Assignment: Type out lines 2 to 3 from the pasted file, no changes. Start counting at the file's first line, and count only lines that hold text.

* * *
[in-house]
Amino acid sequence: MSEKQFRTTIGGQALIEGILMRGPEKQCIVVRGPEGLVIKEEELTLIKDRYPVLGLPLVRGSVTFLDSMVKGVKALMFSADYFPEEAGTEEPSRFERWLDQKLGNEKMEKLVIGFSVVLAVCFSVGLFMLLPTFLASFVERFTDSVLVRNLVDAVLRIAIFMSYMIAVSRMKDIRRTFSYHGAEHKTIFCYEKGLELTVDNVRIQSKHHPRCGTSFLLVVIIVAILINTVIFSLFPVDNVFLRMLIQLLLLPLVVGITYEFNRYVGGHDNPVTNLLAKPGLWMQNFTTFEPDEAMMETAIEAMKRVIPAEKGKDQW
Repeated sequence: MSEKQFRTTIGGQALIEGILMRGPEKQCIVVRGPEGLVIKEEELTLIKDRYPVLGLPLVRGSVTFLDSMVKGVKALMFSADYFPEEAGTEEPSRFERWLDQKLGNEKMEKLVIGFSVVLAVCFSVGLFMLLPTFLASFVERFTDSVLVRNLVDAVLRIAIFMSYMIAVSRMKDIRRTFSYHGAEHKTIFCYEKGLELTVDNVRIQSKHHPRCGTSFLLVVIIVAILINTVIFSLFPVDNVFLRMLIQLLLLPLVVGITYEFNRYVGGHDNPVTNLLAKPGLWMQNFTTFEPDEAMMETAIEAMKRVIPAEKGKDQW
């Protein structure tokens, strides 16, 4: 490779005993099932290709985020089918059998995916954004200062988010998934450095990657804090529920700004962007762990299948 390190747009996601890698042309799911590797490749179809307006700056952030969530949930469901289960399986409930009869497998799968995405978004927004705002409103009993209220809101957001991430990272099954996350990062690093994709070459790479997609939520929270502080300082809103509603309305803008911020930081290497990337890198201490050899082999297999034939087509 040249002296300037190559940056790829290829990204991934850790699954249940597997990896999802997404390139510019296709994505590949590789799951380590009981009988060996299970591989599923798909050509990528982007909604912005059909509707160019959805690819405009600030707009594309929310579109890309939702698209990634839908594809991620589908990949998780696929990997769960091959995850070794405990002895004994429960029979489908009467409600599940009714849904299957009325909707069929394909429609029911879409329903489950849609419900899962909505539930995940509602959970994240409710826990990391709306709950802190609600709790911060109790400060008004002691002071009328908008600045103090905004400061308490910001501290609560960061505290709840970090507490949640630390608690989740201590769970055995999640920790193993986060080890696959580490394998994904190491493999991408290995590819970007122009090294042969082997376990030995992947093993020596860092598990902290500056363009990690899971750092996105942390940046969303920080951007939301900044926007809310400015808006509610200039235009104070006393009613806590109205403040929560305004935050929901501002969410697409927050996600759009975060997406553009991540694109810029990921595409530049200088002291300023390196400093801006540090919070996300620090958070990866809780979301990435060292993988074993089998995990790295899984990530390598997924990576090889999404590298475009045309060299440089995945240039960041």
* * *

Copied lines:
Amino acid sequence: MSEKQFRTTIGGQALIEGILMRGPEKQCIVVRGPEGLVIKEEELTLIKDRYPVLGLPLVRGSVTFLDSMVKGVKALMFSADYFPEEAGTEEPSRFERWLDQKLGNEKMEKLVIGFSVVLAVCFSVGLFMLLPTFLASFVERFTDSVLVRNLVDAVLRIAIFMSYMIAVSRMKDIRRTFSYHGAEHKTIFCYEKGLELTVDNVRIQSKHHPRCGTSFLLVVIIVAILINTVIFSLFPVDNVFLRMLIQLLLLPLVVGITYEFNRYVGGHDNPVTNLLAKPGLWMQNFTTFEPDEAMMETAIEAMKRVIPAEKGKDQW
Repeated sequence: MSEKQFRTTIGGQALIEGILMRGPEKQCIVVRGPEGLVIKEEELTLIKDRYPVLGLPLVRGSVTFLDSMVKGVKALMFSADYFPEEAGTEEPSRFERWLDQKLGNEKMEKLVIGFSVVLAVCFSVGLFMLLPTFLASFVERFTDSVLVRNLVDAVLRIAIFMSYMIAVSRMKDIRRTFSYHGAEHKTIFCYEKGLELTVDNVRIQSKHHPRCGTSFLLVVIIVAILINTVIFSLFPVDNVFLRMLIQLLLLPLVVGITYEFNRYVGGHDNPVTNLLAKPGLWMQNFTTFEPDEAMMETAIEAMKRVIPAEKGKDQW